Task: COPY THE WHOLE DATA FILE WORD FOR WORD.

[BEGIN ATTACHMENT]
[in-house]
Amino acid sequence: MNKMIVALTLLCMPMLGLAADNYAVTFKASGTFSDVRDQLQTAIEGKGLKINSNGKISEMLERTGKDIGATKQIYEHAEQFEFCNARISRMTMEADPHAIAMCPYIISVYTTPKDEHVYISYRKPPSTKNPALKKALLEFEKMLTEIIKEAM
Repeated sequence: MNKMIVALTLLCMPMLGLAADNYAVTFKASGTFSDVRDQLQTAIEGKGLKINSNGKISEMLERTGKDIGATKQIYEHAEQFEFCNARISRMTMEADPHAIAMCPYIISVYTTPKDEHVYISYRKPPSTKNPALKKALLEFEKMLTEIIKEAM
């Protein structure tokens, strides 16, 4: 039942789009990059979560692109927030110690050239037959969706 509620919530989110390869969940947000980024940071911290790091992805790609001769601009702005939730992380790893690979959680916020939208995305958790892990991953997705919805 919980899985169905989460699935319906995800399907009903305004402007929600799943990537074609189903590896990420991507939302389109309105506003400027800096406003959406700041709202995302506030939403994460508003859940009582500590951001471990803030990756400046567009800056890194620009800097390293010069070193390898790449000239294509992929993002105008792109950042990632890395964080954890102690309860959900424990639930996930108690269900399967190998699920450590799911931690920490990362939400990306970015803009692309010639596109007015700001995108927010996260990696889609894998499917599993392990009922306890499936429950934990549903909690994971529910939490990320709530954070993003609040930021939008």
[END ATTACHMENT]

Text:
[in-house]
Amino acid sequence: MNKMIVALTLLCMPMLGLAADNYAVTFKASGTFSDVRDQLQTAIEGKGLKINSNGKISEMLERTGKDIGATKQIYEHAEQFEFCNARISRMTMEADPHAIAMCPYIISVYTTPKDEHVYISYRKPPSTKNPALKKALLEFEKMLTEIIKEAM
Repeated sequence: MNKMIVALTLLCMPMLGLAADNYAVTFKASGTFSDVRDQLQTAIEGKGLKINSNGKISEMLERTGKDIGATKQIYEHAEQFEFCNARISRMTMEADPHAIAMCPYIISVYTTPKDEHVYISYRKPPSTKNPALKKALLEFEKMLTEIIKEAM
């Protein structure tokens, strides 16, 4: 039942789009990059979560692109927030110690050239037959969706 509620919530989110390869969940947000980024940071911290790091992805790609001769601009702005939730992380790893690979959680916020939208995305958790892990991953997705919805 919980899985169905989460699935319906995800399907009903305004402007929600799943990537074609189903590896990420991507939302389109309105506003400027800096406003959406700041709202995302506030939403994460508003859940009582500590951001471990803030990756400046567009800056890194620009800097390293010069070193390898790449000239294509992929993002105008792109950042990632890395964080954890102690309860959900424990639930996930108690269900399967190998699920450590799911931690920490990362939400990306970015803009692309010639596109007015700001995108927010996260990696889609894998499917599993392990009922306890499936429950934990549903909690994971529910939490990320709530954070993003609040930021939008």